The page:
Scope - Global Record
The scope of a Global Record is intended to describe its parameters and what should be included within the record. In this respect, final decisions will be made by FAO member-States at the Technical Consultation in late 2010. When considering ‘scope’ there are three important parameters to evaluate:
The Report of the Expert Consultation on the Development of a Comprehensive Global Record of Fishing Vessels. Rome, 25–28 February 2008. suggests that the scope should be broad so that the Record can achieve its goal as a comprehensive, effective tool and not be duplicative of other existing databases and mandatory unique identifiers.
What type of vessels should be included in the Global Record?The 2005 Rome Declaration on Illegal, Unreported and Unregulated Fishing - Adopted by the FAO Ministerial Meeting on Fisheries Rome, 12 March 2005 in calling for the development of a comprehensive global record of fishing vessels within FAO, specifically sought to include refrigerated transport vessels and supply vessels. This broad application recognised the significant role that such vessels play in facilitating IUU fishing. The Expert Consultation which assessed the Global Record concept in 2008 reinforced the Rome Declaration call for a broad scope. It suggested that the scope of the record should capture data on all vessels in the supply chain. With this in mind, the Expert Consultation suggested that it would be useful to rely on other pre-existing instruments for definitions of the key terms ’fishing’, ‘vessel’, and ‘fishing related activities’ in order to define the scope of coverage of the Global Record. The definitions found in the newly agreed Agreement on Port State Measures to Prevent, Deter and Eliminate Illegal, Unreported and Unregulated Fishing. Rome. FAO Conference - Thirty-sixth Session. 18 - 23 November 2009 are identified as particularly useful, noting the need to exclude recreational fishing vessels.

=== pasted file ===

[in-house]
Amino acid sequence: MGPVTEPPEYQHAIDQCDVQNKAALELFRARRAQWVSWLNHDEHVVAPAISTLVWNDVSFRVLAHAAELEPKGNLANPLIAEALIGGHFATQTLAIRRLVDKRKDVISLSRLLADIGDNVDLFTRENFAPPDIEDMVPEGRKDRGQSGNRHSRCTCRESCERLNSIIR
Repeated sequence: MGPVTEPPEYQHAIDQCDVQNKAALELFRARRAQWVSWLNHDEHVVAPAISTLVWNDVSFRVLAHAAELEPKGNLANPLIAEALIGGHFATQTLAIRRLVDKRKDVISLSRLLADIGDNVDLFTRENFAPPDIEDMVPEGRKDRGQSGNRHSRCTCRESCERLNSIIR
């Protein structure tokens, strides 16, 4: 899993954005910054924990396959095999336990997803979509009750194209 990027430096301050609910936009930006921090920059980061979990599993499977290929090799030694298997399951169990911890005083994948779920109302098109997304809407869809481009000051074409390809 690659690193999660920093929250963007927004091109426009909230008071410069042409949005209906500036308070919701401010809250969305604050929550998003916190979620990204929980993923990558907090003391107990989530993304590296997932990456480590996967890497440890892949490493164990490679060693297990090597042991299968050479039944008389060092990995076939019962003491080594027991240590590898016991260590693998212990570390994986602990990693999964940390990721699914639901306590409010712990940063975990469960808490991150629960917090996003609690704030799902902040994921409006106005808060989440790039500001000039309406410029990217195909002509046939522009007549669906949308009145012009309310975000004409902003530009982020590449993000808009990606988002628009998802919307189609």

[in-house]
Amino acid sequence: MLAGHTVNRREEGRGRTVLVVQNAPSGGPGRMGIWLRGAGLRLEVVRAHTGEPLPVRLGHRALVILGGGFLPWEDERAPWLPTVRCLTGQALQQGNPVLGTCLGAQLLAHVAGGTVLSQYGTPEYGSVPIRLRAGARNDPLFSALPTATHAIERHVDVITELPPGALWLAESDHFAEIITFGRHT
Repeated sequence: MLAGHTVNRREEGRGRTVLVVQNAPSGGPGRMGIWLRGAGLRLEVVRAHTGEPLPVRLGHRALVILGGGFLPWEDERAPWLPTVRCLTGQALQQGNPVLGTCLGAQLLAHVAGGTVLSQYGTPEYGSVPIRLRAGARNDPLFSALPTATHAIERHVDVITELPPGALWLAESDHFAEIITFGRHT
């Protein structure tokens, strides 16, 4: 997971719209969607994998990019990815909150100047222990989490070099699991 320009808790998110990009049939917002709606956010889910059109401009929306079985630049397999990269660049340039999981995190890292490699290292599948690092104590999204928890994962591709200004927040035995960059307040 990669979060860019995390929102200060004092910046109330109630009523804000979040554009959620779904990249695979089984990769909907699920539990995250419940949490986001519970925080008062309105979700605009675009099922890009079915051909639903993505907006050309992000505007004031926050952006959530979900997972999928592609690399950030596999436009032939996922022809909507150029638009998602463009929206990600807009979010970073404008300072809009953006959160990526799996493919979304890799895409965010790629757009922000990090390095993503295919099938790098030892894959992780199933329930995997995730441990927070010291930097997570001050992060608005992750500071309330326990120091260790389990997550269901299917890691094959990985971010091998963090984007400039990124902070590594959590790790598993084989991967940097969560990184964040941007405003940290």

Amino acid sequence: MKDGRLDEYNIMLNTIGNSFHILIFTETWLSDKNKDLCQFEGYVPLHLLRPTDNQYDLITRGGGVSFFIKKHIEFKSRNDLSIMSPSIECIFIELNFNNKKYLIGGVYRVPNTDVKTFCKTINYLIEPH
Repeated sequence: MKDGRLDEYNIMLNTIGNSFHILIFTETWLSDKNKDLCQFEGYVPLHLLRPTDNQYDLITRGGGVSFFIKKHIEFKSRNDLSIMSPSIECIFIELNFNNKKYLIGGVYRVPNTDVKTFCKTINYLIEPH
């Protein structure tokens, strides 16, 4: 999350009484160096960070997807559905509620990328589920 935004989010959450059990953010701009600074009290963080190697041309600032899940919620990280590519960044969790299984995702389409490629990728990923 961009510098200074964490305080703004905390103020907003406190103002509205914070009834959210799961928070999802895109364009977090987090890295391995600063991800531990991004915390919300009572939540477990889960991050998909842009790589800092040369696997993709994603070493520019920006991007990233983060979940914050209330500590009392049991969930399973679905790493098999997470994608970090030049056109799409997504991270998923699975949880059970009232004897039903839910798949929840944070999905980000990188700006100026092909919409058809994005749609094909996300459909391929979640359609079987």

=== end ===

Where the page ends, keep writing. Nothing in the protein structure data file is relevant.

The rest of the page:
Which vessels should be included within the Global Record (size, use, etc.)?
Fishing vessel registration and the maintenance of a comprehensive record of fishing vessels are fundamental pillars for effective fisheries management at the national level and essential for collaborative effort at the regional and global levels. Their importance is recognised in most major international fisheries instruments of recent years but despite this, comprehensive data on the world’s fishing fleets is not readily available.
The EU Fleet Register (one of the few publicly available vessel records) provides an interesting case study into fleet dynamics. At the end of 2009, the EU Fleet Register listed some 84,800 fishing vessels, of which 3,655 were greater than 100 gross tonnes (GT) and a further 2,755 were between 50 – 100 GT. The vast majority (78,625) were less than 50 GT. In terms of length overall (LOA), 3,519 vessels were greater than 24 metres LOA, 3,602 were between 18 – 24 metres LOA, 2,441 were between 15 – 18 metres LOA, and a further 5,003 were between 12 – 15 metres LOA. Again the vast majority (70,270) were less than 12 metres LOA (defined as small-scale under EU Council Regulation (EC) No 2792/1999).
What other vessel-related information should be included in the Global Record?
The diagram below provides an insight into the types of vessel-related information that might be displayed through the Global Record. There is virtually no limit to the type of information that could be displayed but in order for it to be accurately linked to a specific vessel, it will need to be associated with the ‘unique vessel identifier’ (UVI) for that vessel. The importance of this association will need to be considered by States when they collect information so that the UVI is incorporated as one of the information requirements.
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